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advertisement

or ad·ver·tize·ment

[ad-ver-tahyz-muh nt, ad-vur-tis-muh nt, -tiz-]
noun
  1. a paid announcement, as of goods for sale, in newspapers or magazines, on radio or television, etc.
  2. a public notice, especially in print.
  3. the action of making generally known; a calling to the attention of the public: The news of this event will receive wide advertisement.
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Origin of advertisement

First recorded in 1425–75; late Middle English word from Middle French word avertissement. See advertise, -ment
Related formspre·ad·ver·tise·ment, nounre·ad·ver·tise·ment, nounself-ad·ver·tise·ment, noun
Dictionary.com Unabridged Based on the Random House Unabridged Dictionary, © Random House, Inc. 2018

Examples from the Web for advertizement

Historical Examples

  • Advertizement, miss, may be the soul of commerce, but Commission's its body.

    Miss Cayley's Adventures

    Grant Allen

  • I shall get the contract, and I shall hev gotten the advertizement!'

  • She said it always looked like an advertizement of successful fox-hunting.

    Sinister Street, vol. 1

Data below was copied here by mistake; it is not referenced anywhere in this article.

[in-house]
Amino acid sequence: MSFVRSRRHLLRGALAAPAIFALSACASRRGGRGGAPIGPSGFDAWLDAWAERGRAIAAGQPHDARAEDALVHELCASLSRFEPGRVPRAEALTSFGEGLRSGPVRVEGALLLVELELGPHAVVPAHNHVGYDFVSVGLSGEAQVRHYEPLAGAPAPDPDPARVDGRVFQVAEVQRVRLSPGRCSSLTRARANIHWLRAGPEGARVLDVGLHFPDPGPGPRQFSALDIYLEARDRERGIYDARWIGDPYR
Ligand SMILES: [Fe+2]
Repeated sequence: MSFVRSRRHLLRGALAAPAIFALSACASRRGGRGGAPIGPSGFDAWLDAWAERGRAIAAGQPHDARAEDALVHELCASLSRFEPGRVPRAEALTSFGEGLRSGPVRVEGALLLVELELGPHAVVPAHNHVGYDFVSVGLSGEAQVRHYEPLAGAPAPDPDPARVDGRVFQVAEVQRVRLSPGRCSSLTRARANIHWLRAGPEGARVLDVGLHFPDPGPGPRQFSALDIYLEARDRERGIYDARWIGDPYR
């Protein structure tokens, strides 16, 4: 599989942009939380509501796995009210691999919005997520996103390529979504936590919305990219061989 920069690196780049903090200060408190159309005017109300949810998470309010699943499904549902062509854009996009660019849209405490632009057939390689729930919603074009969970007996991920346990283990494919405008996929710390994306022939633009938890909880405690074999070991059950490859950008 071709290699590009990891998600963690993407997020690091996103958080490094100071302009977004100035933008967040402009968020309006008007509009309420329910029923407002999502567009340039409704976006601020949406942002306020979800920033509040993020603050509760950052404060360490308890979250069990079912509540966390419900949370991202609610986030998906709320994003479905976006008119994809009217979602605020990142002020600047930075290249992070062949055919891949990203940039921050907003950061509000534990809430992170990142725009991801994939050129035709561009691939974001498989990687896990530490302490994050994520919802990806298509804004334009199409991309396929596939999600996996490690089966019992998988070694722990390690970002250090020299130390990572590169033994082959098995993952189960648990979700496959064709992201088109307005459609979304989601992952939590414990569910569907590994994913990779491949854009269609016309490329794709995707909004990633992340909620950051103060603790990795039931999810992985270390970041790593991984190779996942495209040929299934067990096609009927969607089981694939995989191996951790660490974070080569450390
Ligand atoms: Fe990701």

Compton Mackenzie

  • Jest you mark my words, miss, and don't you make no mistake about it—the world to-day is governed by advertizement.'


British Dictionary definitions for advertizement

advertisement

sometimes US advertizement

noun
  1. any public notice, as a printed display in a newspaper, short film on television, announcement on radio, etc, designed to sell goods, publicize an event, etcShortened forms: ad, advert
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Collins English Dictionary - Complete & Unabridged 2012 Digital Edition © William Collins Sons & Co. Ltd. 1979, 1986 © HarperCollins Publishers 1998, 2000, 2003, 2005, 2006, 2007, 2009, 2012

Word Origin and History for advertizement

advertisement

n.

early 15c., "written statement calling attention to" something, "public notice" (of anything, but often of a sale); from Middle French avertissement, from stem of avertir (see advertise). Meaning "public notice" (usually paid), the main modern sense, emerged 1580s and was fully developed by 18c.

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Online Etymology Dictionary, © 2010 Douglas Harper